Casper finds a zone on Night 1

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ARLINGTON, Texas – It’s about 85 miles from Wyatt Casper’s place in Miami, Texas, to the Beutler & Son Rodeo Co. ranch in Elk City, Oklahoma.

Casper is familiar with the family-based rodeo company that’s been around as long as the Professional Rodeo Cowboys Association. He’s seen plenty of good animals over the years, even in his relatively short career of five years. That’s why he felt very comfortable during the first round of his first National Finals Rodeo.

Wyatt Casper
Wyatt Casper

“I don’t think I could have hand-picked a better horse to get on,” Casper said after his 85-point ride on Beutler’s Nutrena’s Rage to finish fourth in saddle bronc riding on opening night and earn $11,000 in the process. “I was a little nervous crawling down on him in the chute and still a little nervous on him out in the arena. It was a fun, great ride.”

Yes, it was. Casper showed off the style that not only carried him to ProRodeo’s grand championship for the first time, but sent him into the NFR atop the world standings. He remains there with nearly a $30,000 lead over the No. 2 man, former world champion Ryder Wright.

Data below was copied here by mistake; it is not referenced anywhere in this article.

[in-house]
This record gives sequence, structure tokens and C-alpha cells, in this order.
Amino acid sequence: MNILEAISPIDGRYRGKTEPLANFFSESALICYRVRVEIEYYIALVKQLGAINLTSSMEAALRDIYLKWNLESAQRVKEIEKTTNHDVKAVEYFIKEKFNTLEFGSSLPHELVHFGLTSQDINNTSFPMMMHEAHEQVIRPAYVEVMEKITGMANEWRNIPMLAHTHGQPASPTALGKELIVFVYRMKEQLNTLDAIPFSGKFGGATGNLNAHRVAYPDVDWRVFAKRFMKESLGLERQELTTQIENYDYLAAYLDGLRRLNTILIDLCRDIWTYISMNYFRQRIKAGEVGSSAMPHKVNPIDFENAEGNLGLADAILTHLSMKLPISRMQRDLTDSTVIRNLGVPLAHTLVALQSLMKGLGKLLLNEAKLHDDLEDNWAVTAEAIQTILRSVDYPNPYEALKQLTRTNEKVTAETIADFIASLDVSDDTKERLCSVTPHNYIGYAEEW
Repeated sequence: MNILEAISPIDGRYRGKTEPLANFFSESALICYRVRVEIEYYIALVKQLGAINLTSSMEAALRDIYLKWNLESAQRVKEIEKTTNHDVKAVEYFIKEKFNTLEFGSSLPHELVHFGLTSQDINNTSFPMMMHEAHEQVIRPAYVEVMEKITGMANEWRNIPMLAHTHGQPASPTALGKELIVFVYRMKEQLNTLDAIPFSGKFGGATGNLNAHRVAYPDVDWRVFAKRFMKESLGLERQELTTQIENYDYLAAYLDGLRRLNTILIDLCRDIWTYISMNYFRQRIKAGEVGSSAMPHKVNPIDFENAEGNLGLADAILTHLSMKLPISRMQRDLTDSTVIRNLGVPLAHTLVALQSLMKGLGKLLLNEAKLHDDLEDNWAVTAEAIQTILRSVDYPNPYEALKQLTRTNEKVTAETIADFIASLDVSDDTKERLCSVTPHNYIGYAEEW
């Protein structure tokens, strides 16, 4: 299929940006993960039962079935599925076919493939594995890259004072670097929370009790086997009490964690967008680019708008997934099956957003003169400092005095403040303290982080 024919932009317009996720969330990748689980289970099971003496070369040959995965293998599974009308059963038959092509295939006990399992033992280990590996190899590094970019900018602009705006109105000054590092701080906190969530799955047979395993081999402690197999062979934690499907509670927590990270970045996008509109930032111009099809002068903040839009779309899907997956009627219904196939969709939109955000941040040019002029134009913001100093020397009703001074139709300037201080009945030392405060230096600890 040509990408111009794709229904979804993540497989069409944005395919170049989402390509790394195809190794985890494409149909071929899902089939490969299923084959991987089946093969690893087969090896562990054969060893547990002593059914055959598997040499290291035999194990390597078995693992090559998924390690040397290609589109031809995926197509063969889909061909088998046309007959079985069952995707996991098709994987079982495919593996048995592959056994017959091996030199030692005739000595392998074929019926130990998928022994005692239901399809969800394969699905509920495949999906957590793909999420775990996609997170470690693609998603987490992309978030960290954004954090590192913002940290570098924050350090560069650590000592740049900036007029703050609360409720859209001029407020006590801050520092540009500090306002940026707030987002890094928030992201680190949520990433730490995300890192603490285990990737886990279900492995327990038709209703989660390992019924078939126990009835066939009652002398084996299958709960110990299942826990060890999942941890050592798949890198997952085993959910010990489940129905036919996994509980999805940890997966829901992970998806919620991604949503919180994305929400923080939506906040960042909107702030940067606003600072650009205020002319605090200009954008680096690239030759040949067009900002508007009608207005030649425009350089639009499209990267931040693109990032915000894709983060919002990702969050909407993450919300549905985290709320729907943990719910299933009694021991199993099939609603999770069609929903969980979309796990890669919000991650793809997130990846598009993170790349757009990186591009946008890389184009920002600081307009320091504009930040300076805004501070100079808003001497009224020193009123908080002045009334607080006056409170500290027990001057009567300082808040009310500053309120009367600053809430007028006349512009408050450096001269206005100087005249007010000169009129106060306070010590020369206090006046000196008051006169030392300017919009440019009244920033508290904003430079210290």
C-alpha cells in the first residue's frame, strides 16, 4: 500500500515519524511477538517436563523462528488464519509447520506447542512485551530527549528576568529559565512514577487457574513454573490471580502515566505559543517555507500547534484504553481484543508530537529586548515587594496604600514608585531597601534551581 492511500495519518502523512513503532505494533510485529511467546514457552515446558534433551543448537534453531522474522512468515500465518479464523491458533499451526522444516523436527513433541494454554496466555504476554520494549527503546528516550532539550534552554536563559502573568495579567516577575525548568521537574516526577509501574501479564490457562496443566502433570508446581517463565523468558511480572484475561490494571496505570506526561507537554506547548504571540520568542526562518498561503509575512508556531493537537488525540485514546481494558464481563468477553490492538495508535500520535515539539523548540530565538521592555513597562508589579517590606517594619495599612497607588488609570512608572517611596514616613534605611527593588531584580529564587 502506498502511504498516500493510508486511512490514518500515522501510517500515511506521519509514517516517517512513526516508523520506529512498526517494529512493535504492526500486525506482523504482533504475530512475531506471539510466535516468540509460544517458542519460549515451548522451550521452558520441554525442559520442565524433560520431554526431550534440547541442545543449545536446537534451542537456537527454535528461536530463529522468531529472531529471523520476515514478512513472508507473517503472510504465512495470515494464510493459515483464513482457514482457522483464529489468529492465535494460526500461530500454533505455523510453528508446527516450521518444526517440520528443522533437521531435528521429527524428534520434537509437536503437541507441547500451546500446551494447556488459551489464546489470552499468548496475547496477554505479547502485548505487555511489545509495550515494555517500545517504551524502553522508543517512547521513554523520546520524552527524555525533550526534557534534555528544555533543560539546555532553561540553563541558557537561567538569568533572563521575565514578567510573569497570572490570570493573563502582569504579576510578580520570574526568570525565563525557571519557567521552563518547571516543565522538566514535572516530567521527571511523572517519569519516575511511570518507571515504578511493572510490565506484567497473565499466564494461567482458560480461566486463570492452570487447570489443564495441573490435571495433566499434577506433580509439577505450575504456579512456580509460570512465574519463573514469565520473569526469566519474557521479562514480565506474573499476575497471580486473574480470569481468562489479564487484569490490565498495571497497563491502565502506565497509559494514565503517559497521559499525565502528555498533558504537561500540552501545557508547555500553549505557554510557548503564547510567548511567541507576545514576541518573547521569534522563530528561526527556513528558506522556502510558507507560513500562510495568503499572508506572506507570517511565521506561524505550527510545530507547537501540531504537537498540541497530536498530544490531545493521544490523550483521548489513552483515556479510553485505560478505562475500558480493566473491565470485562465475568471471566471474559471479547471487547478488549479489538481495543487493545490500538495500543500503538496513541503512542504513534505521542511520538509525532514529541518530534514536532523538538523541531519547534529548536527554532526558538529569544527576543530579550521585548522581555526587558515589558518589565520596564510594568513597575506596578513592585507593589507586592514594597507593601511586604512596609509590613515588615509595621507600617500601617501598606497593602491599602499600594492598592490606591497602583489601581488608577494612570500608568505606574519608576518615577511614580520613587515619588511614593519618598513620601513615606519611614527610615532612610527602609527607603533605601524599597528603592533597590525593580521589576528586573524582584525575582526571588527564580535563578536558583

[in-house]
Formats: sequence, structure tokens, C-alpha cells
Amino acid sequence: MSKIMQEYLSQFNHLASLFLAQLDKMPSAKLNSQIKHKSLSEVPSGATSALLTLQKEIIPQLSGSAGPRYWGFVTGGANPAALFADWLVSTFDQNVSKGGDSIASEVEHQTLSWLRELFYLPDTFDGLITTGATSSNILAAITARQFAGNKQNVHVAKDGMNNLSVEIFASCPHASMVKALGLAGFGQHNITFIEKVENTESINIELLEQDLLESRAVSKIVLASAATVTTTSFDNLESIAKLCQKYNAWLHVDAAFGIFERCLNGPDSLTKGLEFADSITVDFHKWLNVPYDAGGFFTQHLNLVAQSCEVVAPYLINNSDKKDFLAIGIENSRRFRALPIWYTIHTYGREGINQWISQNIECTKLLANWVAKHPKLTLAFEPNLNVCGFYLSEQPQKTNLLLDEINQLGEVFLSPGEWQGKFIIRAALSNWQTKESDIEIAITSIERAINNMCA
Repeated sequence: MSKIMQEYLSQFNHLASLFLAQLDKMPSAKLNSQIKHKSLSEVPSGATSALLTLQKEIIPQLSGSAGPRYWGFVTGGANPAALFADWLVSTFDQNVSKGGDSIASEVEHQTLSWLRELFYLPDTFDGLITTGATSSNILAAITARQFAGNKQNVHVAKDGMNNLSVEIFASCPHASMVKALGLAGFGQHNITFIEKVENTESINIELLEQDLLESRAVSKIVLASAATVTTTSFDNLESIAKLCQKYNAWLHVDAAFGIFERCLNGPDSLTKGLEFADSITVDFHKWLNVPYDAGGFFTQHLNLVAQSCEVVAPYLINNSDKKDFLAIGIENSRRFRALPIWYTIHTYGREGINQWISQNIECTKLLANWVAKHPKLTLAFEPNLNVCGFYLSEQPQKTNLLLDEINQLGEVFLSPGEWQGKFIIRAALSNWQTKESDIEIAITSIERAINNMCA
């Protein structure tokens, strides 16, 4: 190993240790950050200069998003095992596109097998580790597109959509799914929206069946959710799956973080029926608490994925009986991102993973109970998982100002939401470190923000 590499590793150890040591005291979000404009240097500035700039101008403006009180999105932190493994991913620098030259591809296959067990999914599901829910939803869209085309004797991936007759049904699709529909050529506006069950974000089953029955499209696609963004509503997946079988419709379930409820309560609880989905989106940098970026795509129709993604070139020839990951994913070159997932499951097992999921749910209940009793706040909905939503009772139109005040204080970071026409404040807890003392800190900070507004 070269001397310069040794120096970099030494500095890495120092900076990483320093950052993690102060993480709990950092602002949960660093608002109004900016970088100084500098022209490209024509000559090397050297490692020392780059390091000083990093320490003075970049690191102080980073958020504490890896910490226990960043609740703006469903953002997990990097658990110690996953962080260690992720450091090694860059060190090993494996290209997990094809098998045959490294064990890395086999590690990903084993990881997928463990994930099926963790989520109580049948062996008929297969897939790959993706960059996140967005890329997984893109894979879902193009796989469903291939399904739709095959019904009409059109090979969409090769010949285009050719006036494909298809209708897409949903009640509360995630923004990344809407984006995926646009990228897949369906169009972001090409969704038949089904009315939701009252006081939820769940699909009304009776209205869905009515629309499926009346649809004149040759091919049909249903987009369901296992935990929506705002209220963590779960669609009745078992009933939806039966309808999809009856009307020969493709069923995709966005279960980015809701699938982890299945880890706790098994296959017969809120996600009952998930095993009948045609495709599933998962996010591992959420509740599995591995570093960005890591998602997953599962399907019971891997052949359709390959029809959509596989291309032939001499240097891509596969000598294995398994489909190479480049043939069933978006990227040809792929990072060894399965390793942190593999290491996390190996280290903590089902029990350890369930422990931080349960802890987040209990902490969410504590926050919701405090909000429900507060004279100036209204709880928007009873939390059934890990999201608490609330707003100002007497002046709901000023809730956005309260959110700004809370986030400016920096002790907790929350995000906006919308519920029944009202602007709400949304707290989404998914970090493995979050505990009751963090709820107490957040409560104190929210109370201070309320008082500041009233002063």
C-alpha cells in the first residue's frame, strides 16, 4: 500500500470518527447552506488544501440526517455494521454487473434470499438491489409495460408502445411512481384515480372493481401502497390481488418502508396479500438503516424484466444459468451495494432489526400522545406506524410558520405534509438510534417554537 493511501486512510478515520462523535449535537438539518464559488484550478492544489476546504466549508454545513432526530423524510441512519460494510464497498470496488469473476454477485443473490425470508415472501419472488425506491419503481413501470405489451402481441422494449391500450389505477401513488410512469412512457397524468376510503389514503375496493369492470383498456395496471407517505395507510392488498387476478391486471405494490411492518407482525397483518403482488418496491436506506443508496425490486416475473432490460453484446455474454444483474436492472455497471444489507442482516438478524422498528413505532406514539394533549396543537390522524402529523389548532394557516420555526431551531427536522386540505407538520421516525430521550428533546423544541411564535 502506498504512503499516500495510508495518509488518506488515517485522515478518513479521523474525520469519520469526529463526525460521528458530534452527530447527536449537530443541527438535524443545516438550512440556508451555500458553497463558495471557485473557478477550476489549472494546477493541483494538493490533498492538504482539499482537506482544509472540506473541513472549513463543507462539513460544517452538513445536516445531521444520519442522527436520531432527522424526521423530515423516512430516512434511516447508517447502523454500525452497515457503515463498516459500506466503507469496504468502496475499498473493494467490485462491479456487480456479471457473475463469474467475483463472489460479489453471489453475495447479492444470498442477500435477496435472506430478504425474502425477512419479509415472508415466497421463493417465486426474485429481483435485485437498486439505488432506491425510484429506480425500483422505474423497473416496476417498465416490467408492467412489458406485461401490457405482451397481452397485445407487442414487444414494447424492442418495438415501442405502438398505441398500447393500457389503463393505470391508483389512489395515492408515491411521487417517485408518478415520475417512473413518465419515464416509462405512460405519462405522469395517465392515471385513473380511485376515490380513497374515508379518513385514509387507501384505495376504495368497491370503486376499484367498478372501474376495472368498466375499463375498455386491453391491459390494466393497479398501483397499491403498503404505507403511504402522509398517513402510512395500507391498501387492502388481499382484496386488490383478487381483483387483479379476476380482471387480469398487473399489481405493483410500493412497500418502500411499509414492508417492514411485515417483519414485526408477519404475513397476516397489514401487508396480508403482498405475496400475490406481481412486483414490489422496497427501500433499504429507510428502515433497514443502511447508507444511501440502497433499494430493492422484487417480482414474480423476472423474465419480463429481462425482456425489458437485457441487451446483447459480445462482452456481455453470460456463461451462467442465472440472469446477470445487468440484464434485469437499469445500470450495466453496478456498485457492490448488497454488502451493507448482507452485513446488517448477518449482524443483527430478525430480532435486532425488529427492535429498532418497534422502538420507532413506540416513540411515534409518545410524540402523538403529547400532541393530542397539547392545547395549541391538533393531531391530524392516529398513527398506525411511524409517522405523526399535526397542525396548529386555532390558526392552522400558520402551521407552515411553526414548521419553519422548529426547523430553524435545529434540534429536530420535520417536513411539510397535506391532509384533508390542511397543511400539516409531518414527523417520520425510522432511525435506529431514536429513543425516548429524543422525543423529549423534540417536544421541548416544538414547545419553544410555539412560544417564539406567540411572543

Alas, Wright finished a spot higher in the go-round and closed the ground, which is what makes the NFR so exciting. Many things can happen over a 10-day championship.

“I’ve been on this horse in Tucson (Arizona) in ’19, and I was 84.5 points on him there,” Casper said. “It’s nice to gain a half point on him, especially at the NFR. That’s a good-feeling sucker.  I’ve seen him a bunch, and he’s got the same trip every time. The Beutlers have a really good horse with that one.”

That’s what the NFR features. Not only is it home to the top 15 contestants in each event, the rodeo features the top animals from across the country. The cowboys select them, so they know what’s going to give them the biggest tests and what’s going to offer them the best opportunity to cash in at the NFR.

Collecting any cash in a setting like this is big, but it was especially critical for Casper. He needed a pick-me-up, and a first-round payday was just the thing.

“I’ve been nervous for two weeks, and I was really nervous all day leading up to it,” he said. “Once I hit the ground, I had a bit of weight lifted off my shoulders. A week ago, I went to Gruver, Texas, to get on three practice horses. I fell off two horses and rodeo one. That made me real nervous to come out here.

“Getting this one rode, I hope this will just steamroll things for me.”

It was definitely a confidence-booster.


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